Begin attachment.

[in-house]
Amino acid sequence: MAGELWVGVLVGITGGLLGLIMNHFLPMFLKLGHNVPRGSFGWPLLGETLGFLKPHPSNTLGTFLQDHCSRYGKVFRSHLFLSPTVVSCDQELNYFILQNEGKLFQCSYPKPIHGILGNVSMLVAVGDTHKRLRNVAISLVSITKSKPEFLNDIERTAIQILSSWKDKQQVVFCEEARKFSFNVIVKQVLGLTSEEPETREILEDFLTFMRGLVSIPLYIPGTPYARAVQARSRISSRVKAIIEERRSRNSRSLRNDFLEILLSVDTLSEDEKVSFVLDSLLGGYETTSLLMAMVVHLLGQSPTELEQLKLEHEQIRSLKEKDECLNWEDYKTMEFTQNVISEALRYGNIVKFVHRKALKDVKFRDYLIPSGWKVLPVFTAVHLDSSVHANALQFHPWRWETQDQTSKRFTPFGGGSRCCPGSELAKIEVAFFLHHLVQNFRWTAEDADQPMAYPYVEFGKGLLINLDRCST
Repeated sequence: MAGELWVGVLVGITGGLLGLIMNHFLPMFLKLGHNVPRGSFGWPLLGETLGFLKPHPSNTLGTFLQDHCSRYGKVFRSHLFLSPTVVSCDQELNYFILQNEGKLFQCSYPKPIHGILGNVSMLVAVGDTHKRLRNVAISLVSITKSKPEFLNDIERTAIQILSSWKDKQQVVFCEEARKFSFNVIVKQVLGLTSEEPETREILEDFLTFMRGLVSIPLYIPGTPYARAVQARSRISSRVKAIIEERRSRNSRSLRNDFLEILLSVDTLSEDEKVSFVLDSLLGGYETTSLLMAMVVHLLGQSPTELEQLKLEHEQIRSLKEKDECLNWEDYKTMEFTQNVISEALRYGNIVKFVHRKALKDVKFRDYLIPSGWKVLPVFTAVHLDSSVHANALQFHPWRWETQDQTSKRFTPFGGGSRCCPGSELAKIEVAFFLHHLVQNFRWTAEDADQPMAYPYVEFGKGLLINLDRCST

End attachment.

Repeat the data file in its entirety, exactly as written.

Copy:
[in-house]
Amino acid sequence: MAGELWVGVLVGITGGLLGLIMNHFLPMFLKLGHNVPRGSFGWPLLGETLGFLKPHPSNTLGTFLQDHCSRYGKVFRSHLFLSPTVVSCDQELNYFILQNEGKLFQCSYPKPIHGILGNVSMLVAVGDTHKRLRNVAISLVSITKSKPEFLNDIERTAIQILSSWKDKQQVVFCEEARKFSFNVIVKQVLGLTSEEPETREILEDFLTFMRGLVSIPLYIPGTPYARAVQARSRISSRVKAIIEERRSRNSRSLRNDFLEILLSVDTLSEDEKVSFVLDSLLGGYETTSLLMAMVVHLLGQSPTELEQLKLEHEQIRSLKEKDECLNWEDYKTMEFTQNVISEALRYGNIVKFVHRKALKDVKFRDYLIPSGWKVLPVFTAVHLDSSVHANALQFHPWRWETQDQTSKRFTPFGGGSRCCPGSELAKIEVAFFLHHLVQNFRWTAEDADQPMAYPYVEFGKGLLINLDRCST
Repeated sequence: MAGELWVGVLVGITGGLLGLIMNHFLPMFLKLGHNVPRGSFGWPLLGETLGFLKPHPSNTLGTFLQDHCSRYGKVFRSHLFLSPTVVSCDQELNYFILQNEGKLFQCSYPKPIHGILGNVSMLVAVGDTHKRLRNVAISLVSITKSKPEFLNDIERTAIQILSSWKDKQQVVFCEEARKFSFNVIVKQVLGLTSEEPETREILEDFLTFMRGLVSIPLYIPGTPYARAVQARSRISSRVKAIIEERRSRNSRSLRNDFLEILLSVDTLSEDEKVSFVLDSLLGGYETTSLLMAMVVHLLGQSPTELEQLKLEHEQIRSLKEKDECLNWEDYKTMEFTQNVISEALRYGNIVKFVHRKALKDVKFRDYLIPSGWKVLPVFTAVHLDSSVHANALQFHPWRWETQDQTSKRFTPFGGGSRCCPGSELAKIEVAFFLHHLVQNFRWTAEDADQPMAYPYVEFGKGLLINLDRCST